Turning Gray into Green

Patricia Halfen Wexler
4 min readMar 21, 2022


Our investment in Chement (pronounced Keh-ment)

Low emissions cement is one of the biggest levers we can move to tackle the climate challenge

Cement makes the modern world possible. By volume, humans consume more cement than water. And since Roman times, most of the beautiful, important and necessary structures we inhabit use cement. Why? Because it does the job and it is very cost effective and durable. However, the process is extraordinarily energy intensive — 2% of all the energy consumed on the planet — 5% of industrial energy — is to make cement.

Cement alone accounts for ~8% of global CO₂ emissions. This is more than all passenger cars! About half come from the chemical reaction itself, and half from the energy intensity of the process. The CO₂ emitted from the chemical reaction can be captured at the point source. Once captured, many technologies exist to sequester or put this CO₂ to good use.

The other half that comes from the very high heat process is harder to remove. If we could re-invent cement-making to require less energy, it would be a boon to society. And if that energy could be renewable electricity (powered by wind, solar, etc.) all the better. Less energy that can be easily electrified solves half of the equation, and much easier capture of the reaction emissions (a concentrated stream of CO₂ vs. point-source from the stack) enabled by Chement’s process solves the other half.

And that’s why we fell in love with Chement.

We are thesis-driven investors. On the critical topic of climate, we look to back startups developing solutions that will move the most important levers in ways that enable big, viable businesses. Finding scalable, cost-effective alternatives to large, “hard to decarbonize” sectors is essential for humankind. Combined with my undergraduate thesis work at CEMEX exploring viable alternatives to the traditional cement-making process (spoiler alert: nothing could compete with the existing inefficient kilns given the incredibly low price of fossil fuels in Venezuela), cement has been a core focus of ours for a long time. In this case, co-founder and CEO of Sila Nanotechnologies Gene Berdichevsky introduced us to the team. We are also privileged to count on deeply knowledgeable advisors, Gilberto Perez (former CEO of CEMEX USA) and Dr. Hugo Bolio (PhD in cement with decades of experience helping industry improve its technologies) to assess the myriad of proposals being worked on across academia, corporates and the startup world, and support them post-investment.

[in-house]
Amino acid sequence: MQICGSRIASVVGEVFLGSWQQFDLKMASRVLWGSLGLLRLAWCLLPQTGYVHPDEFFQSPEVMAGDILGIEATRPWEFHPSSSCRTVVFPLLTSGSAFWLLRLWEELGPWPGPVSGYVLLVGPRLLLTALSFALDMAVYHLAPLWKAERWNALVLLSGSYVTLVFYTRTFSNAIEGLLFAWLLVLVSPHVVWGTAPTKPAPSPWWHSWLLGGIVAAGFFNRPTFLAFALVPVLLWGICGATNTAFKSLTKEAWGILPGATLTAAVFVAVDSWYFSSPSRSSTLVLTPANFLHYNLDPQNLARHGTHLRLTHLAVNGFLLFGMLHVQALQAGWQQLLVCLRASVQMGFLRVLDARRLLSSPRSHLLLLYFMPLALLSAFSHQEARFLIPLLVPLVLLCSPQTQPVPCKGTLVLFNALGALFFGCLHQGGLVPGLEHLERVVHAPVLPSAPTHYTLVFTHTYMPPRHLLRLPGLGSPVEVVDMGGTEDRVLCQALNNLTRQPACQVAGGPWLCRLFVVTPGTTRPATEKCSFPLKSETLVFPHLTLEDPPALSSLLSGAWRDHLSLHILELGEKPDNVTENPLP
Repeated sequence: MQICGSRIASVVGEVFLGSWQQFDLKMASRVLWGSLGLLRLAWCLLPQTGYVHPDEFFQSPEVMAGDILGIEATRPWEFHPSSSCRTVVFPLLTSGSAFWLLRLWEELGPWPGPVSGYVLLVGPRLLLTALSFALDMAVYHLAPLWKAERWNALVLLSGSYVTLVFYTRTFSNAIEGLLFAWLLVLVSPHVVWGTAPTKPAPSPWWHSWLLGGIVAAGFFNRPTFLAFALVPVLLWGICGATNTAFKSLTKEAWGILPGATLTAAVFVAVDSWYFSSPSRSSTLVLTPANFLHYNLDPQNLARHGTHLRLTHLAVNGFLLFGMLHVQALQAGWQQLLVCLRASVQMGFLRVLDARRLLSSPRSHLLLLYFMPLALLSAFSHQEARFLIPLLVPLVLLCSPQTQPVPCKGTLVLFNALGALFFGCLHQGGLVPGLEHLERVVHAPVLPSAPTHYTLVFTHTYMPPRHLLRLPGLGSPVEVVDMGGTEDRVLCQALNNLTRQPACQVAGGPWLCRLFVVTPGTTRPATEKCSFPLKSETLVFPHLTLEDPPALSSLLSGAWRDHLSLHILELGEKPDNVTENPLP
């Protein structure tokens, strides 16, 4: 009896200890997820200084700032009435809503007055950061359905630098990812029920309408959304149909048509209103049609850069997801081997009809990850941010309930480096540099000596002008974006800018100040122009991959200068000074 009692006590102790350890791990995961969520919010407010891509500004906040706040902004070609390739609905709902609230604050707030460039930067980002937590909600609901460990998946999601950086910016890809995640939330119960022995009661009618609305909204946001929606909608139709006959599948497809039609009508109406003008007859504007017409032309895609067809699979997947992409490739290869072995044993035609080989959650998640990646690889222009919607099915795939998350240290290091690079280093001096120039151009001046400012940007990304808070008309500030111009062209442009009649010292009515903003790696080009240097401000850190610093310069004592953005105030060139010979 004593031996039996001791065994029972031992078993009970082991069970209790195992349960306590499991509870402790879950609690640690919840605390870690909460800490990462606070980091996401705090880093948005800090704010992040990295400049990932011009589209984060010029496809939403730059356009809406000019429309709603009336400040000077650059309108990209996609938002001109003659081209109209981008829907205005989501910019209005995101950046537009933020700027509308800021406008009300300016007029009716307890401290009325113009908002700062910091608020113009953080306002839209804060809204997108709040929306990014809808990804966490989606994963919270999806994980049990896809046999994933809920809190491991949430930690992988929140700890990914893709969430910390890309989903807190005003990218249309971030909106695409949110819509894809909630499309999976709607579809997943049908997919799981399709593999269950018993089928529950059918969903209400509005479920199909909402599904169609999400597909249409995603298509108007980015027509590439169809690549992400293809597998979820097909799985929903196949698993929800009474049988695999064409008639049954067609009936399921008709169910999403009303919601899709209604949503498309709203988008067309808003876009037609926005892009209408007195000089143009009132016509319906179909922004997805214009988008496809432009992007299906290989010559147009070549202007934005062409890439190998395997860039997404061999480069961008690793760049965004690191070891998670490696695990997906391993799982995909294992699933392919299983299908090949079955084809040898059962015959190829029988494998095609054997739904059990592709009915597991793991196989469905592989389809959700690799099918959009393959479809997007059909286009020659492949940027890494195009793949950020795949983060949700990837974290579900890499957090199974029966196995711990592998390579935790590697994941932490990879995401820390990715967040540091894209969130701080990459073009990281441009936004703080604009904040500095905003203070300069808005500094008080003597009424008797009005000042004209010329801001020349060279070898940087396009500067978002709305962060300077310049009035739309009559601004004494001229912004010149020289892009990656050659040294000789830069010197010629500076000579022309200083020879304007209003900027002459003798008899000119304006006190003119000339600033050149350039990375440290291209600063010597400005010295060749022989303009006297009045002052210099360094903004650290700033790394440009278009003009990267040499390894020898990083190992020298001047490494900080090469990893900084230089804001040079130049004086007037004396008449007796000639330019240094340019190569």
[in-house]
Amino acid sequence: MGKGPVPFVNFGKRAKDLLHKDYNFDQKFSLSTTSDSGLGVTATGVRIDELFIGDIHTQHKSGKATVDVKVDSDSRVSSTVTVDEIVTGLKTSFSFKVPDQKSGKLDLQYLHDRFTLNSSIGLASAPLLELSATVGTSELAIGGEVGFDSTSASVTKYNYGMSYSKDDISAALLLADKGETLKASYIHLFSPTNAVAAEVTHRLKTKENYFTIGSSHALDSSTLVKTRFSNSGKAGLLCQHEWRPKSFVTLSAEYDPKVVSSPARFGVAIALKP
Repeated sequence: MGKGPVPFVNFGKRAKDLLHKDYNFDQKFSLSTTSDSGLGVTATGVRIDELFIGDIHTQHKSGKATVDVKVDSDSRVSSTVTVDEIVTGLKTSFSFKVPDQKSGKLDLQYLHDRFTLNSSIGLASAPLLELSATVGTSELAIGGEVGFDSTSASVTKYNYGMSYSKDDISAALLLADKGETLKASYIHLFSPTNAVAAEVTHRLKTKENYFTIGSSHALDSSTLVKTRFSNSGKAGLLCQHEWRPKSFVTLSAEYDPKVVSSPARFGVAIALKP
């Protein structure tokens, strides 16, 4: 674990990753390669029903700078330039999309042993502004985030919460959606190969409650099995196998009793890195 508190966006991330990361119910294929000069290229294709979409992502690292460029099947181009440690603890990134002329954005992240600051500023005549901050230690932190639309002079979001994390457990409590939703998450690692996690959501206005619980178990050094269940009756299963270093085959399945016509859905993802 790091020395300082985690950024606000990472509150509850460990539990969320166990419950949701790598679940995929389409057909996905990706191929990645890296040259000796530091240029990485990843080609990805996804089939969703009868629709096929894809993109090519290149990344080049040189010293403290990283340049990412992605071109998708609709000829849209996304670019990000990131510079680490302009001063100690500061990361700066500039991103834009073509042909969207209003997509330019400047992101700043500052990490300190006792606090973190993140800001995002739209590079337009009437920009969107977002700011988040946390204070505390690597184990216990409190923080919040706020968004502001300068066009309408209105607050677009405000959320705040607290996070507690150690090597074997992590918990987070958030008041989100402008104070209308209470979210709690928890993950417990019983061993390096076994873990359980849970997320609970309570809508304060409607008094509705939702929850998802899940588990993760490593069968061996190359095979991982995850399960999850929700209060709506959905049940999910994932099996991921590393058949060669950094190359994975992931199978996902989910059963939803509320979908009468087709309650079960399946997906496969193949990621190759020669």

Chement rose above the others for various reasons:

(a) Their electrochemical approach reduces the actual total energy demands of cement-making by reducing temperature needs. And it could even be used over time in other processes currently using very high-heat kilns,

(b) At scale, their techno-economics pencil out even without unrealistic assumptions for high-priced carbon credits or selling supplementary cementitious materials (SCMs), something all other players need in order to get to a reasonable cost/ton,

(c) Their go-to-market will likely involve partnering with existing cement players, as their process utilizes some of the existing equipment and value chain → avoiding a battle with an entrenched, concentrated, commodity industry with high fixed costs is an imperative to succeed. And last but not least,

(d) The team has deep technical chops and understands the need to work together with industry experts to transform this technology into a company that can help us abate cement emissions within a reasonable timeframe. Co-founders Prof. Venkat Viswanathan and Gregory Houchins impressed us with their visionary proposal, scientific knowledge, and early focus on economic viability and execution.

Chement’s electrochemical approach replaces the traditional fossil fuel-powered kiln heated to >1500⁰C with a metal vat powered by electricity at room temperature. This dramatically reduces energy demand and emissions. And since the gases come out of this process in a highly concentrated stream, the reaction emissions can be much more cheaply captured than with traditional cement production (Already ~4x cheaper per IEA).

How Chement Solves the Problem: (1) Much Less Energy Demand; Easy to Electrify and (2) Much Easier and Cheaper Capture of Chemical Emissions

Our investment, together with funding via ARPA-E and others, will enable Chement to reach kilogram scale and prepare for a pilot plant in a couple of years. We couldn’t be more excited to support them on this journey, and if you have the passion and the skills, they are hiring — reach out here.



Patricia Halfen Wexler

Founder & General Partner @ Avila.VC. Mother of 3 (+dog). Miami-based and proud Hispanic American